In poetry, as in all writing, the technical aspects of the poem are really of secondary importance; good writing is honest writing. The writer risks feelings with us, and we respond to the words because they touch our feelings through shared human experiences. (p.74)

Such honesty and confidence can come into play through many different writing tasks. For example, if students are able to tap into their everyday experiences, they will be able to write short stories, personal narratives and, of course, write the deep development demanded on the expository essay.

Through poetry we can teach students not only come to understand the written word more deeply, but also make more meaningful connections to text. Therefore, if we are going to teach writing, we must include poetry. Poetry has been called “the great equalizer for both the reading and writing workshop” (Dorfman and Cappelli).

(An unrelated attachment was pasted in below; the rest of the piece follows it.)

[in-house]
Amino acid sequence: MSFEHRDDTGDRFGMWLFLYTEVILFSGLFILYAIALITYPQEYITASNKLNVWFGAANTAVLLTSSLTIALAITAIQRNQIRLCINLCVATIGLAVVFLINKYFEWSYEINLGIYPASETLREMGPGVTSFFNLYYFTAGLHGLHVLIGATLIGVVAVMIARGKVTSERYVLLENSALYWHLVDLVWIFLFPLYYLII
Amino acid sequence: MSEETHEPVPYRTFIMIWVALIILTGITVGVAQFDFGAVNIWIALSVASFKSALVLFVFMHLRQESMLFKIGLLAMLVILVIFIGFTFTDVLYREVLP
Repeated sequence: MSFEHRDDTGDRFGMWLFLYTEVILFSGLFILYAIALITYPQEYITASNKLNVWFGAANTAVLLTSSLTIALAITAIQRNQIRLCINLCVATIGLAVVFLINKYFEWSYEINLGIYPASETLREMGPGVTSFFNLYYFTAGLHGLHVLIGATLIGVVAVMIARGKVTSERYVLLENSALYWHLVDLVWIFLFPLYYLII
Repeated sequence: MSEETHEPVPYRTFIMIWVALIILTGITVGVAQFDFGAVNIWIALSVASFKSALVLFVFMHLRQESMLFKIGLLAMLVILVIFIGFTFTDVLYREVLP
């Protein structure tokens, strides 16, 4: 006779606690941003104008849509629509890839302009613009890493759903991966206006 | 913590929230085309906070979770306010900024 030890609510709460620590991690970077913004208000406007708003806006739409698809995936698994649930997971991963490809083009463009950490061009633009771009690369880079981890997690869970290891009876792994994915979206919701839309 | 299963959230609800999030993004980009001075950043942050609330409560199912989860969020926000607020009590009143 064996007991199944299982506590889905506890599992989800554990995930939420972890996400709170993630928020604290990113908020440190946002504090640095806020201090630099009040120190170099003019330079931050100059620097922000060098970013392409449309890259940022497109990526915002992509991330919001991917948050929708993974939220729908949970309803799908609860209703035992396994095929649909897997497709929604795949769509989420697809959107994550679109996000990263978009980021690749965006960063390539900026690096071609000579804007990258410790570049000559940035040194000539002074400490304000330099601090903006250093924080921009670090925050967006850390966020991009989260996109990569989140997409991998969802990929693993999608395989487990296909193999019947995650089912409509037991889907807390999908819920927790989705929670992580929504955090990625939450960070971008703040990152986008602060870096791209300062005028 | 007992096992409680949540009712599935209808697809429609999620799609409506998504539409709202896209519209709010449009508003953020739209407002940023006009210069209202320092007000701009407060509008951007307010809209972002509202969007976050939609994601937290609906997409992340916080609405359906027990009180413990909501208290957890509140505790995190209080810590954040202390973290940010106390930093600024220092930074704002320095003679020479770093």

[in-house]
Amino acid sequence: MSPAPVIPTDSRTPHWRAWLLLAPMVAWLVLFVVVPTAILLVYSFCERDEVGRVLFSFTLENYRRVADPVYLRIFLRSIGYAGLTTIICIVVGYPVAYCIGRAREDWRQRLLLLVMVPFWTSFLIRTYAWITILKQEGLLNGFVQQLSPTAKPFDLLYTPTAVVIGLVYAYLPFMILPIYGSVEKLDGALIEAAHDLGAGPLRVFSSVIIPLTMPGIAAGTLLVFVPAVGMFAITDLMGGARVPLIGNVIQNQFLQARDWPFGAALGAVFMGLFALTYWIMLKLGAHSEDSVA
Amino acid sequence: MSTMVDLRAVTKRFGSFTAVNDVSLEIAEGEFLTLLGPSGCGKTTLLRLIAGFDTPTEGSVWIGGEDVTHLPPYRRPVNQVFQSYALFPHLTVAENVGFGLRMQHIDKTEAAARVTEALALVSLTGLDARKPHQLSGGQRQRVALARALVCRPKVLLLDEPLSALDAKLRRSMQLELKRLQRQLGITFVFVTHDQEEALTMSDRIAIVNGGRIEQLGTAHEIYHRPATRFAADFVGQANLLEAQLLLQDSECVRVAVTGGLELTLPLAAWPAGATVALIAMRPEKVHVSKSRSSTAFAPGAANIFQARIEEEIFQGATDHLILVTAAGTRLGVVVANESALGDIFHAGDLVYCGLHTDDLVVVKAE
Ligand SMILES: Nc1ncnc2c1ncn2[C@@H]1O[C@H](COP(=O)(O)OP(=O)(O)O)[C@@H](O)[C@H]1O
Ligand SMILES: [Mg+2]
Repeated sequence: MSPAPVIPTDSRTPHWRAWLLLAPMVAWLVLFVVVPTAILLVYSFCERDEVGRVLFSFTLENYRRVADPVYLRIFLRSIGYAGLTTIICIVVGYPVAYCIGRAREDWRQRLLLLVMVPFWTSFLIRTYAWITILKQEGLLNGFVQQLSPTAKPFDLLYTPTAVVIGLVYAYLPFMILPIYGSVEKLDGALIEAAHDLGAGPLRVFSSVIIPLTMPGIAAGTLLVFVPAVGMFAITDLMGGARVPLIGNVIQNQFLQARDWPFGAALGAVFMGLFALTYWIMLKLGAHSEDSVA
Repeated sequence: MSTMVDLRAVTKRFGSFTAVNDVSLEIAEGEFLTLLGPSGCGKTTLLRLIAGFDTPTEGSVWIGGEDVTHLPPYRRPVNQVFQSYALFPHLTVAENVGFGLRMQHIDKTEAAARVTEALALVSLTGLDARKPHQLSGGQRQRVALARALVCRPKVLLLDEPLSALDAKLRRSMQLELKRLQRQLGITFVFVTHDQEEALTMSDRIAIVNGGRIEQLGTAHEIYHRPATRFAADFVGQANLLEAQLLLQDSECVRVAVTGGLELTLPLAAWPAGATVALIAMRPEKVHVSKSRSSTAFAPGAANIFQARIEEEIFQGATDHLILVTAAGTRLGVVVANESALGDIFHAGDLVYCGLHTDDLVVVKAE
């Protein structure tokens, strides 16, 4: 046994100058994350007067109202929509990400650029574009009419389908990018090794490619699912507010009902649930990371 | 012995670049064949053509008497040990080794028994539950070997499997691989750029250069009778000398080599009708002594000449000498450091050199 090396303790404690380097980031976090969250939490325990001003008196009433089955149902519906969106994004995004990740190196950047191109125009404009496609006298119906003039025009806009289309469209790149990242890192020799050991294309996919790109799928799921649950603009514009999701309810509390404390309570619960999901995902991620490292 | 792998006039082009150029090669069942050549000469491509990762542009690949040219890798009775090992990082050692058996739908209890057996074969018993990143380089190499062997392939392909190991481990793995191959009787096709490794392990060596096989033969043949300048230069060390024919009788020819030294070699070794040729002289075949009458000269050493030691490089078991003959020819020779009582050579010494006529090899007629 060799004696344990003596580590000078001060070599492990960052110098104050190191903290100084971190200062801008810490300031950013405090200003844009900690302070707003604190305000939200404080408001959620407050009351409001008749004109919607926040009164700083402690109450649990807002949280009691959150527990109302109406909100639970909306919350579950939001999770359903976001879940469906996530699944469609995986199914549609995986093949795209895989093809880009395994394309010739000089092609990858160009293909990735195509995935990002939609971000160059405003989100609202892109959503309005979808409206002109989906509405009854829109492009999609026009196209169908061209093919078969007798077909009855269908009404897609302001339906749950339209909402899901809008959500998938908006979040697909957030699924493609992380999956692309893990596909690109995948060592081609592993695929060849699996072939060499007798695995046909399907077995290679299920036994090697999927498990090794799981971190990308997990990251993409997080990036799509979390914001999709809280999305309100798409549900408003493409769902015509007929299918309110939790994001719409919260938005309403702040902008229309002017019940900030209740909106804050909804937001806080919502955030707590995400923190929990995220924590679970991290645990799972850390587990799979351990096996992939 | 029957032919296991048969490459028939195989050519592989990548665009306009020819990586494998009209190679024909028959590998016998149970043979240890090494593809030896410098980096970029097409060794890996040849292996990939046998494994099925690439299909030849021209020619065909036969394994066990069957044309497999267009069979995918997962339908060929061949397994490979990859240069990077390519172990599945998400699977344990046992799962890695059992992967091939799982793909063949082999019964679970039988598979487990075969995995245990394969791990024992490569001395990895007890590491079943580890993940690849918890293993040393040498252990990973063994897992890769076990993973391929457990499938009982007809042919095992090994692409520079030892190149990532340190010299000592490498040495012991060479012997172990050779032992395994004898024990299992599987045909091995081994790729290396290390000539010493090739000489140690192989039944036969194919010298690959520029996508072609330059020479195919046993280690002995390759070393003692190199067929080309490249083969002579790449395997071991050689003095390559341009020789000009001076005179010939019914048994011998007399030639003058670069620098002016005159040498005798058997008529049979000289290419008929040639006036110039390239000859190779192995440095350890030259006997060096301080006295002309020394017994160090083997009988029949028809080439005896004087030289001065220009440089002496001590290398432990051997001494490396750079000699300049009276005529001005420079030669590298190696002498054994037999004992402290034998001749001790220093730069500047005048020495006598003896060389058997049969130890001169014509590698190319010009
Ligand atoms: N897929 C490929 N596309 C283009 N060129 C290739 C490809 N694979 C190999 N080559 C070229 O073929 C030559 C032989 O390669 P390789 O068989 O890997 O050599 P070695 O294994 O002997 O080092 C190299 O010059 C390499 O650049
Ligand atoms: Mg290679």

Revisiting Poetry for Different Purposes

The rich language and ability to engage readers make poems the perfect choice for teaching students to deepen comprehension through analyzing and comparing texts, citing evidence, offering opinions, drawing conclusions, and talking about main ideas and themes (Dorfman and Cappelli).  When we teach poetry, we offer multiple opportunities for practicing reading comprehension that will prove beneficial to reading in other genres.  Through the  analysis of different types of literature, we  promote cognitive development and give students an opportunity to apply such skills and strategies, as identifying themes discussed in one genre–fiction, for example–to other genres like poetry, reports, descriptive pieces, and plays (Smith, 1991). And last but not least, poetry is an often-tested genre on STAAR.  As responsible writing teachers, we cannot omit poetry!